Early in his research, Adrian discovered the Jamaican civil registration records and parish registers held by the Mormons, which he consulted at the South Kensington Family History Centre. “I used them to find my great grandparents and beyond. Discovering these records existed was mind-blowing. I was able to put my ancestors into context – to bring the scribbles to life. That’s when my life changed.” As Elaine’s health improved, Adrian shared his findings with her.
With so few dates to go on, Adrian had to do a lot of detective work. “For example, I asked one of my relatives when his father passed away, and he said: ‘Just after the hurricane.’ That was a major clue! I looked at when the hurricanes had happened, and used them as landmarks to search the records. It saved me having to go through every year.”
“You also have to have a good geographical sense of an area,” Adrian explains. Life events were registered at the church and the local post office. “The post office could fall just outside your ancestor’s parish, but be within walking distance – so you might think that an entry wasn’t your relative, because they didn’t come from the place where registration occurred. Having that geographical knowledge made a massive difference.”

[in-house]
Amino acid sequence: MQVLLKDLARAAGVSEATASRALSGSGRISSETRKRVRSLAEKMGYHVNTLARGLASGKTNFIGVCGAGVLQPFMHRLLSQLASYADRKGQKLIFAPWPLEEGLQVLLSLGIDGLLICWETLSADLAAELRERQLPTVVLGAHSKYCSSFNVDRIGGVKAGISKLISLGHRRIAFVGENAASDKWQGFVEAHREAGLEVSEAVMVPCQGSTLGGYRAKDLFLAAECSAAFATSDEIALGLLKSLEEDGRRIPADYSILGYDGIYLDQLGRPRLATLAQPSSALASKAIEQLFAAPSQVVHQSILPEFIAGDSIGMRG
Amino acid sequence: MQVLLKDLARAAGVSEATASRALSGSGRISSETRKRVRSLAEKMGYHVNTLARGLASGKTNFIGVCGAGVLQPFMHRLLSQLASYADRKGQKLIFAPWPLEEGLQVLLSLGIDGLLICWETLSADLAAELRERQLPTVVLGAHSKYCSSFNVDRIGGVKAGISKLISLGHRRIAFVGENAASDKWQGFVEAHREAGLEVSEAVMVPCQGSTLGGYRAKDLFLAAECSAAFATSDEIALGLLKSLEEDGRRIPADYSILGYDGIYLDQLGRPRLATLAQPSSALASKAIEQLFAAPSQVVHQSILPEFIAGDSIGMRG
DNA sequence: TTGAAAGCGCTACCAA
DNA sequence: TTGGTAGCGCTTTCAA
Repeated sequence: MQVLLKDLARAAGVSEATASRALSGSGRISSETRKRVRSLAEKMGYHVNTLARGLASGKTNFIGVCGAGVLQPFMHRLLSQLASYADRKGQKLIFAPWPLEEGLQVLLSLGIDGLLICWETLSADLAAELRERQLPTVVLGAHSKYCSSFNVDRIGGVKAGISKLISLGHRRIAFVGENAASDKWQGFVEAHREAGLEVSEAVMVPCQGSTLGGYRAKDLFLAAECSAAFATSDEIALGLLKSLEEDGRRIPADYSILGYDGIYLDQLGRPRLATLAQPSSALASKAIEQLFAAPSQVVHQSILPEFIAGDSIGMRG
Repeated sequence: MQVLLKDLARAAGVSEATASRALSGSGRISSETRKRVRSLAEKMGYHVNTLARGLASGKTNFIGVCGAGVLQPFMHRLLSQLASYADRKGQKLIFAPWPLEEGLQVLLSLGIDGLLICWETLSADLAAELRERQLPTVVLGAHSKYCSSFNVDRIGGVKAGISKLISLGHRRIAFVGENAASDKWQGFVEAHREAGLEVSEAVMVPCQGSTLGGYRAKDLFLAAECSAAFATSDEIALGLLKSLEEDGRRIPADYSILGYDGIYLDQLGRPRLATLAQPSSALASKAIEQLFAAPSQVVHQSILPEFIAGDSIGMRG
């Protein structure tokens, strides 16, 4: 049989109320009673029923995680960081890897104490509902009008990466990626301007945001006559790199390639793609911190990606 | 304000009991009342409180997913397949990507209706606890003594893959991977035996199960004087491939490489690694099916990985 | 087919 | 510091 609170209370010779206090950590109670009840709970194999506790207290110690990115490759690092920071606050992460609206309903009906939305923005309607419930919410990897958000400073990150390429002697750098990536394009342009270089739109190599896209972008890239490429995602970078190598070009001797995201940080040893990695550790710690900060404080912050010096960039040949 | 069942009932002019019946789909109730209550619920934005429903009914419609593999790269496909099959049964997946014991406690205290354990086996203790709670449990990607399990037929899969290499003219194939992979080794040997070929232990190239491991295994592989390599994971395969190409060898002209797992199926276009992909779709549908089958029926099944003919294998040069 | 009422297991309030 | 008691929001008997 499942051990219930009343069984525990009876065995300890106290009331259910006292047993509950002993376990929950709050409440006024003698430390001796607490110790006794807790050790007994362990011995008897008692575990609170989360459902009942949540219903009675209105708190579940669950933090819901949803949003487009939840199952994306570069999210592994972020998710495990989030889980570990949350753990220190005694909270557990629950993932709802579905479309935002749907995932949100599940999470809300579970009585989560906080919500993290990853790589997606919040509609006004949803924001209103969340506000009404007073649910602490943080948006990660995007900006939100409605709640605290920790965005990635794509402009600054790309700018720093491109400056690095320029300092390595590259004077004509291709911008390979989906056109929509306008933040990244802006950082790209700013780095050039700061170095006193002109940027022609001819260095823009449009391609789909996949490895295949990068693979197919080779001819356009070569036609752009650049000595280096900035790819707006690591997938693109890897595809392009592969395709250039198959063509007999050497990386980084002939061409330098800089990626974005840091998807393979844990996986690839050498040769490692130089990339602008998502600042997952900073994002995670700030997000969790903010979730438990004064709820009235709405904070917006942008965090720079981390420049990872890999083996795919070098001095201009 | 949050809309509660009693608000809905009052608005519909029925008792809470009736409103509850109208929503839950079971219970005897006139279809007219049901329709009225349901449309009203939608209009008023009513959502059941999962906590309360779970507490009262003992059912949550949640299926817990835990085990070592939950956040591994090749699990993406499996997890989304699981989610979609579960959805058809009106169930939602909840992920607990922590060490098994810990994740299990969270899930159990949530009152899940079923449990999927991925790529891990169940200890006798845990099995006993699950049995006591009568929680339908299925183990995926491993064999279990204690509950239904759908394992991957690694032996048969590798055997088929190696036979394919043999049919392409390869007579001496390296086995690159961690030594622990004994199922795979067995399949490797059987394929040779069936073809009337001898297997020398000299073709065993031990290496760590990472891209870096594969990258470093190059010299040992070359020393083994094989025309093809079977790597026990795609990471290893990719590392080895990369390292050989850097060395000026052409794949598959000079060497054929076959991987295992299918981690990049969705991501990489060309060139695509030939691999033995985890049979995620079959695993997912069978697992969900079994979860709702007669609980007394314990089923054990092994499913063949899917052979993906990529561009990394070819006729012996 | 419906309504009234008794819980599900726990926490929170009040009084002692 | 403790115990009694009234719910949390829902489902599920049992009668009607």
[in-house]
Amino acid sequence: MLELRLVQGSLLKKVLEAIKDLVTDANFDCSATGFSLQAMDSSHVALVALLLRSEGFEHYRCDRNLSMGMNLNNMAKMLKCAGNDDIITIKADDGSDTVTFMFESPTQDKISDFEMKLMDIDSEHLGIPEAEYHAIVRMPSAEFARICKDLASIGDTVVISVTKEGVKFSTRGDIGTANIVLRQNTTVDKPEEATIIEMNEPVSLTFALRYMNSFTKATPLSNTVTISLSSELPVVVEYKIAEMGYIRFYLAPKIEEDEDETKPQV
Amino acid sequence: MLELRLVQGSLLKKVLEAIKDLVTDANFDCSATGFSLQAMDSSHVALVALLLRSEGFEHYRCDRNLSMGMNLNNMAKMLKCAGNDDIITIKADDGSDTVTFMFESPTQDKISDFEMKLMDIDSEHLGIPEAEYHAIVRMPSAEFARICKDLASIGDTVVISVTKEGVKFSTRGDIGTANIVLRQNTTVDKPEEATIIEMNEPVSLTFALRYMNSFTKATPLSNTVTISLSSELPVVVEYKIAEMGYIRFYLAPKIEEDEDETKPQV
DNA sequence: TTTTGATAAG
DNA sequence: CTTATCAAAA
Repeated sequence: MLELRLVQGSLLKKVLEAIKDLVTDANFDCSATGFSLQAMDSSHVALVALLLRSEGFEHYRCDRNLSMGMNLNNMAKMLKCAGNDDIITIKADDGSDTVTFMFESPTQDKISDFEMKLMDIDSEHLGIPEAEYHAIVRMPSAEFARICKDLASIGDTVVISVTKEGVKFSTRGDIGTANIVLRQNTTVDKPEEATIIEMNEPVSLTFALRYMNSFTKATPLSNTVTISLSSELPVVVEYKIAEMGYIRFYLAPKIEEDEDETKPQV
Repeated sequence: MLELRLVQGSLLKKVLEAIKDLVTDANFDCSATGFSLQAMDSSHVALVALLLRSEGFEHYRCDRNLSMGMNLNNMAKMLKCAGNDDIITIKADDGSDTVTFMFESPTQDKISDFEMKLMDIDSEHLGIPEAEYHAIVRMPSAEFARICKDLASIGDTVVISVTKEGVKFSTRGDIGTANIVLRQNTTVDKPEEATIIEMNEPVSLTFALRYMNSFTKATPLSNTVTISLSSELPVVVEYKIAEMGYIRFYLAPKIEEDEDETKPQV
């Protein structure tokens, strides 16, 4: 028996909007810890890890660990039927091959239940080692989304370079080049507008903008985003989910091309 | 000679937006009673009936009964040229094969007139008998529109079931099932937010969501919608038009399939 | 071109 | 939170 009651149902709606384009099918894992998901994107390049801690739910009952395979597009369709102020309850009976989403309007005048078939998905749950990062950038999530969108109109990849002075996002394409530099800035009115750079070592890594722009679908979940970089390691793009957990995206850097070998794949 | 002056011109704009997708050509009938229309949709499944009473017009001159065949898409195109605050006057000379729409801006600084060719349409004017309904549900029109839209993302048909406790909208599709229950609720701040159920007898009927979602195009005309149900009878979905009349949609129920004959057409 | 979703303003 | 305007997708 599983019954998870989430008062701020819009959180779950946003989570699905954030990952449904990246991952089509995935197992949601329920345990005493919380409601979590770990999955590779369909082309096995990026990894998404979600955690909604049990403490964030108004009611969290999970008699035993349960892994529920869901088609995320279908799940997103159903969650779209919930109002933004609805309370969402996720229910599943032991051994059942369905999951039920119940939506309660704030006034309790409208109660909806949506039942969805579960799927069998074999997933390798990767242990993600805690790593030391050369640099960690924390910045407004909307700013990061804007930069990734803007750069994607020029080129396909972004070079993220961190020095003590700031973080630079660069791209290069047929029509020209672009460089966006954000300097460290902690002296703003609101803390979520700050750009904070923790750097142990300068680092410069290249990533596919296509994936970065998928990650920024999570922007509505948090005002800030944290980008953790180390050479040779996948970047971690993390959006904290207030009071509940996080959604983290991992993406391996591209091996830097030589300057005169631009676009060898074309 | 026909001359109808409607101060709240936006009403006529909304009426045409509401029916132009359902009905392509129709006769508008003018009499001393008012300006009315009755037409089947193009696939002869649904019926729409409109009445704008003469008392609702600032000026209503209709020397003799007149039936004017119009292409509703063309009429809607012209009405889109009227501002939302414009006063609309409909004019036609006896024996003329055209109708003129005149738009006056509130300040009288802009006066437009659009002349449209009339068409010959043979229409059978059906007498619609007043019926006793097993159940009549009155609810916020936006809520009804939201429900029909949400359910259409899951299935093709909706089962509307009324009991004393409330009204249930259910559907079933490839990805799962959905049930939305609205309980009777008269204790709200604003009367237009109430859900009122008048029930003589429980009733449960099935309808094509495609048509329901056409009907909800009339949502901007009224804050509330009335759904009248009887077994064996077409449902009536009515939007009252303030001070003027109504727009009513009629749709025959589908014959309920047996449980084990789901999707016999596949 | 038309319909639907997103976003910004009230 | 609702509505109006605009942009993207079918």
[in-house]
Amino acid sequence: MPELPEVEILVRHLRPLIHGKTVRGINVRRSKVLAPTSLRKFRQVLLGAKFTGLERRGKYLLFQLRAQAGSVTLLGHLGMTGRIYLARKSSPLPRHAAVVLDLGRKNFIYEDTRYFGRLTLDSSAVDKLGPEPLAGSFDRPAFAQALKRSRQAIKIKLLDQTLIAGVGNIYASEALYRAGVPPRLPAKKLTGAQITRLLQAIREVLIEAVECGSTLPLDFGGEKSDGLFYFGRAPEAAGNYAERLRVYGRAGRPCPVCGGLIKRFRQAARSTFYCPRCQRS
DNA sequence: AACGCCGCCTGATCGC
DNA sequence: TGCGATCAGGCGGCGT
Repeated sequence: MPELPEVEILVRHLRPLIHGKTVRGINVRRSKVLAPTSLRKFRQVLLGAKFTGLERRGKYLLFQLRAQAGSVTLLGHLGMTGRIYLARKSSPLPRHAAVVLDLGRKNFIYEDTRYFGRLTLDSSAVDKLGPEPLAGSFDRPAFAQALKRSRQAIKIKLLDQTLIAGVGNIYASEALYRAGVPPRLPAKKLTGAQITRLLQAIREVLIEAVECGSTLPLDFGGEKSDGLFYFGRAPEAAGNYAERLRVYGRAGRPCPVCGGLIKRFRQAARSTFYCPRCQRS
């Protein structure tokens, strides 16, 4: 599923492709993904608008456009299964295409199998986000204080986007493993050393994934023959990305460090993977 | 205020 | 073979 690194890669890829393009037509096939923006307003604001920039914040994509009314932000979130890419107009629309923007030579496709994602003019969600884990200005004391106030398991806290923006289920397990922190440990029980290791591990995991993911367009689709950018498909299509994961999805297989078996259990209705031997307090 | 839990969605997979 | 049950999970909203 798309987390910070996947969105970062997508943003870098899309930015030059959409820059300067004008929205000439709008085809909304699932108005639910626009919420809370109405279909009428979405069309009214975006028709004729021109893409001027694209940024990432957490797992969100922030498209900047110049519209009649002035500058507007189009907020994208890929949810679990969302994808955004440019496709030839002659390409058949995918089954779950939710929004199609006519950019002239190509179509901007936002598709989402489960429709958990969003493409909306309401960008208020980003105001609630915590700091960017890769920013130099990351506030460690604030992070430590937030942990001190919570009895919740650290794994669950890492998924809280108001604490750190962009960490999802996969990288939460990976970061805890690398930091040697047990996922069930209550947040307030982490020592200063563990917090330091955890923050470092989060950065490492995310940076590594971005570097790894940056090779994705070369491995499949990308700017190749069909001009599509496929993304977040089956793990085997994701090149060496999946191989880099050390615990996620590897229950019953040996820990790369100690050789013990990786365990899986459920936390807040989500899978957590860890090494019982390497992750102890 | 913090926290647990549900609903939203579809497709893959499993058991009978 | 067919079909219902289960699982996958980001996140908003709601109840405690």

Lavinia Nedd, Adrian’s great great grandmother, was the earliest person on his scribbled tree, and one of the first he searched for in the records. “She was born in 1878. It was difficult to find her birth certificate, as she wasn’t named at birth – which was common. I knew I’d found her record because of her age on her marriage certificate, and also because of oral history. Relatives always said that her mother only had one child, and that tallied. I also checked the death records to make sure that this child had not passed away.” With Lavinia’s 1878 birth record, Adrian took a step into the unknown, discovering her parents James Robert Nedd and Mary Elizabeth Thomas. “I was intrigued to see how far back I could go.”
But Adrian’s biggest find by far began with a chance meeting in a remote Jamaican village during a fact-finding trip. “A lady come over to me and said: ‘Are you the young man doing the family tree?’ Her name was Violet Palmer, and she was related to my Robinson branch.” She had lots of information to share – oral history from her Aunt Lily in Manchester, Jamaica. So, of course, Adrian went to see Aunt Lily.